Things that Suck

One thing that is wonderful about my work with Discovery, and there are many, is that I get to try out a lot of stuff. I was invited to present at LearnEast in Fredericton, New Brunswick which is a free conference for educators put on by Bryan Facey and Jeff Whipple. These guys do a great job and offer a top notch day and a half for teachers. They asked me to Keynote and offer some sessions. When I asked what they wanted, they said, “whatever you like”. Dangerous response. 

I’d seen the “Things that Suck” session a few times posted as part of a few EdCamp sessions and was able to see it in action previously under the direction of Carl Hooker. Carl did a great job of engaging folks to open a conference and using it to spark some great conversation about controversial topics. I think it sets a great tone for civil discourse and exploration and sharing of diverse opinions. I thought I’d use LearnEast to take it for a test drive. I think it was an enjoyable drive. 

I created 10 topics and supplemented them with links in case the conversation stalled. Turned out the 35 or so attendees had more than enough to say. Instead of physically moving around to vote, I had them use an object and placed it on one side of their desk or another. Not ideal but it worked considering the room configuration. I tried to include some locally relevant topics along with some more universal issues. Keeping each topic to 5 minutes seemed to be about right. I’m sure it’s a format many have tweaked but for the most part I’m planning to reuse this again. The audience seemed to appreciate a forum to share their ideas and in the case where they felt uninformed, they heard from others. While I’d have liked to see a little more debate and disagreement, folks generally were comfortable exploring varying viewpoints. It felt like we all learned something.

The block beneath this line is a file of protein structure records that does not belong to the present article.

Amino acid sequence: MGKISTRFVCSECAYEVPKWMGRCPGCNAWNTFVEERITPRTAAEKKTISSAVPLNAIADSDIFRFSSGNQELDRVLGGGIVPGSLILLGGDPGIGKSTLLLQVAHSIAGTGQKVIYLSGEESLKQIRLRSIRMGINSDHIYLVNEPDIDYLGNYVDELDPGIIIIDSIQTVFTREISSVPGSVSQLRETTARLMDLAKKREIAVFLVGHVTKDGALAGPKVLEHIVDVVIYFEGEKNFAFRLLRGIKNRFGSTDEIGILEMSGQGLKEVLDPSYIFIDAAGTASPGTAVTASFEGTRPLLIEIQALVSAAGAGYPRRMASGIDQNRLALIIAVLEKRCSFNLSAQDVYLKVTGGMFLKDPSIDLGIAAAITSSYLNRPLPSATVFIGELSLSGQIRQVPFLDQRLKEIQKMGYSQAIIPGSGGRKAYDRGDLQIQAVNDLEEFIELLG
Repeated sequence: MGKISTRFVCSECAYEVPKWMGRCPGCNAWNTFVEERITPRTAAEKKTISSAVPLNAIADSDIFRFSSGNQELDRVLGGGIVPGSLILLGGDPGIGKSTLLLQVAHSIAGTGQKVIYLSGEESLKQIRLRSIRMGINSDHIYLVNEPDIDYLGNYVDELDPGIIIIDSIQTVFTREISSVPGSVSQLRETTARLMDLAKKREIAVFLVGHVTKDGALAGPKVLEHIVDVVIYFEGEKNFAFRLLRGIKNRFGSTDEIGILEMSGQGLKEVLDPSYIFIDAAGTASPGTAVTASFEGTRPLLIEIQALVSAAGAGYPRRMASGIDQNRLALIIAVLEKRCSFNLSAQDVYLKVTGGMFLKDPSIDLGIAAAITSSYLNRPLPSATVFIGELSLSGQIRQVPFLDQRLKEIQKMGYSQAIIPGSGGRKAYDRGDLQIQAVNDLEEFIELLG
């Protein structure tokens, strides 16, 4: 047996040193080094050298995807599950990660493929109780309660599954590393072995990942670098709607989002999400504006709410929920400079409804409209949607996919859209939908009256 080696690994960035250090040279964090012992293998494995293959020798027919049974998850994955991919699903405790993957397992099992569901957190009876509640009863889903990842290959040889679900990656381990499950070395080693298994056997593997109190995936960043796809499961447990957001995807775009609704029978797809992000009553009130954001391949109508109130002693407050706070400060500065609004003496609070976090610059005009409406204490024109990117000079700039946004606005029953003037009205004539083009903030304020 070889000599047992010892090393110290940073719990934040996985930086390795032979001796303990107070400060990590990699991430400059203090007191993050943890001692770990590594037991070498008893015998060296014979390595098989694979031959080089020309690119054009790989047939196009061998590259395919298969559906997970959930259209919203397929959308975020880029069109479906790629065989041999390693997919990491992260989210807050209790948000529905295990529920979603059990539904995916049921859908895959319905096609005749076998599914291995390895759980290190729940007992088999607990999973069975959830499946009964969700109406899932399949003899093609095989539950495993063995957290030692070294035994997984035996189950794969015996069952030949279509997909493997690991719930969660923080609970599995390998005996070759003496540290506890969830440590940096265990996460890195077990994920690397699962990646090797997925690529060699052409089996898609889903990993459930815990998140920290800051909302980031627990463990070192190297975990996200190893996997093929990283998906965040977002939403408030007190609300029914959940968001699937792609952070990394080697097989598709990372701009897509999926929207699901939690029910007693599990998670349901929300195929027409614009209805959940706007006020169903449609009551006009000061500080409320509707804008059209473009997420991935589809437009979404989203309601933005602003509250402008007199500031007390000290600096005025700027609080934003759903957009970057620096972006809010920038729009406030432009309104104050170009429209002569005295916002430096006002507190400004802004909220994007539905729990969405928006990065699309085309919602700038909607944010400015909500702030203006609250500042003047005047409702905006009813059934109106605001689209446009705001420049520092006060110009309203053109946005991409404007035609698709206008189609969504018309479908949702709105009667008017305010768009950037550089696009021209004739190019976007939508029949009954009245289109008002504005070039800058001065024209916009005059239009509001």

Here’s the template I used courtesy of Bill Selak which comes with a built in timer. The deck below is the one I used at LearnEast. 


I would encourage you to explore this format in your classroom, at your next staff meeting or presentation. One suggestion might be to intersperse some non-threatening, non-educational topics like: “golf”, “fast food”, “Disney” or my favorite thing that sucks, “pants”. Either way, I’ll be using this again in the near future. 


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  3. Donna DesRoches said:

    I used this activity with our division’s tech team after Dean’s original post and it was extremely successful. I posted a number of topics and had people take their side by moving across the room.

    The discussions that ensued were passionate, professional and lively. Even those that are often quite in our meetings spoke their piece.

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